Genomic analysis of paired tumor-normal samples and clinical data can be used to match patients to cancer therapies or clinical trials. We analyzed 500 patient samples across diverse tumor types using the Tempus xT platform by DNA-seq, RNA-seq and immunological biomarkers. The use of a tumor and germline dataset led to substantial improvements in mutation identification and a reduction in false-positive rates. RNA-seq enhanced gene fusion detection and cancer type classifications. With DNA-seq alone, 29.6% of patients matched to precision therapies supported by high levels of evidence or by well-powered studies. This proportion increased to 43.4% with the addition of RNA-seq and immunotherapy biomarker results. Combining these data with clinical criteria, 76.8% of patients were matched to at least one relevant clinical trial on the basis of biomarkers measured by the xT assay. These results indicate that extensive molecular profiling combined with clinical data identifies personalized therapies and clinical trials for a large proportion of patients with cancer and that paired tumor-normal plus transcriptome sequencing outperforms tumor-only DNA panel testing.

Mutational spectrum of the xT 500 cohort. Comparison of the Tempus xT SNV/indel detection assay against the MSKCC IMPACT study plotted by the prevalence of altered genes commonly known to be hallmarks of cancer. (Source: Nat Biotechnol.)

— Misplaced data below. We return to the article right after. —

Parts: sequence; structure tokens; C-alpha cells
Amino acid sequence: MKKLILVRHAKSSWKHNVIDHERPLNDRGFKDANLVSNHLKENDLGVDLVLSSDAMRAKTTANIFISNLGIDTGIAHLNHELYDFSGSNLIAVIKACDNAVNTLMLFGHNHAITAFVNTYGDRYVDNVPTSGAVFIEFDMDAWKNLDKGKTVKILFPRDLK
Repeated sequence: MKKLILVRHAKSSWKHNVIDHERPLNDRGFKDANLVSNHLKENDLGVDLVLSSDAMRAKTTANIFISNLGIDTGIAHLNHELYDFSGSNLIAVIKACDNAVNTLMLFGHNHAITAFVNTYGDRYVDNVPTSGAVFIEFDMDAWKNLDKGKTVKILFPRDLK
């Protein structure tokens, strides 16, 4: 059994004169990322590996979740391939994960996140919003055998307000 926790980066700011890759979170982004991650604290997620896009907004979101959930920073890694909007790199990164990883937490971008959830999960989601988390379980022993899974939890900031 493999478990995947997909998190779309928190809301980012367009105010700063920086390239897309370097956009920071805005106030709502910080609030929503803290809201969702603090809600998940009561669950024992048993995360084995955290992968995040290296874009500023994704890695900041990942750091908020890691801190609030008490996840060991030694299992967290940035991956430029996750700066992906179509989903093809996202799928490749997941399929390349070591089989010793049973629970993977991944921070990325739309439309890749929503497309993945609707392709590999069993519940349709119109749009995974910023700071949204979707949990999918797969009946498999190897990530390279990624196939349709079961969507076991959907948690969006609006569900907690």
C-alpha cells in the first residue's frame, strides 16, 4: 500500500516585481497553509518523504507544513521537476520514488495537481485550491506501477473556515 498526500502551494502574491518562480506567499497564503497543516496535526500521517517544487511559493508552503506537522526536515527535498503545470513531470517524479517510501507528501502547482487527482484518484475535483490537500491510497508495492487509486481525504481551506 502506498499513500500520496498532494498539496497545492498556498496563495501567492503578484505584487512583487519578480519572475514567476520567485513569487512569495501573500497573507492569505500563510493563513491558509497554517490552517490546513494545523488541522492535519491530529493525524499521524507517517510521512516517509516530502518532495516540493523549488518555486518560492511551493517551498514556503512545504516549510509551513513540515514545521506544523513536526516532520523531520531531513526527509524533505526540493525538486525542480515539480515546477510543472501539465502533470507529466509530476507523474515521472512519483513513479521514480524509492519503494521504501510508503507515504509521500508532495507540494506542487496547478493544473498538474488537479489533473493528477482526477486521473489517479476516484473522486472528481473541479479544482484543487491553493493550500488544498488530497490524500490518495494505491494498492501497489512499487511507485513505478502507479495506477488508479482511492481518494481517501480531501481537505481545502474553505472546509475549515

Featured CBC Community member(s):

Kevin White, UChicago


October 16, 2019
▸ Enhancer-hijacking in gastric cancer
CBC Senior Investigator Kevin White, UChicago and Tempus, contributes to a recently published study about the role and the type of genomic rearrangements in the pathogenesis of gastric cancer

August 5, 2019
▸ Pathogenesis of sun-protected melanomas
CBC Senior Investigator, Kevin White, UChicago (currently Tempus), investigates genetic heterogeneity of sun-protected melanomas

June 13, 2019
▸ Germline genetic risk variants and carcinogenesis
Kevin White, CBC Senior Investigator, UChicago and President of Tempus Labs, contributed to a recent study in the International Journal of Cancer, which examined associations between germline variants and somatic mutation signatures in breast cancer across diverse populations and geographic locations

June 7, 2019
▸ Noncoding RNA and cancer
CBC Senior Investigator, Kevin White, UChicago and Tempus, demonstrates that post-transcriptional editing of noncoding RNA, seen in many types of cancers, may actually play a role in carcinogenesis itself

May 22, 2018
▸ “Oligometastasis,” or a cancer that has metastasized but just to a few sites, not globally, is still treatable. CBC Senior Investigator, Kevin White, UChicago, contributes to the discovery.

March 28, 2018
▸ In 2006, CBC invested $1 million to help recruit Kevin White to UChicago. Twelve years later, White is president of Tempus, a Chicago-based health technology company, that has now reached ‘unicorn’ status!

November 11, 2017
▸ Chicago-based Tempus shows why Midwest healthcare companies drew preferential investment in 2017

November 5, 2017
▸ CBC cancer researchers and Globus will develop a HIPAA-protected cloud database to share collaborative cancer research

February 1, 2017
▸ January 2017 CBC-funded publications
Twenty peer-reviewed research papers acknowledging CBC funding were published in January 2017. Congratulations to all!

March 24, 2014
▸ Study Reveals a Major Mechanism Driving Kidney Cancer Progression
Misplaced protein provides promising drug target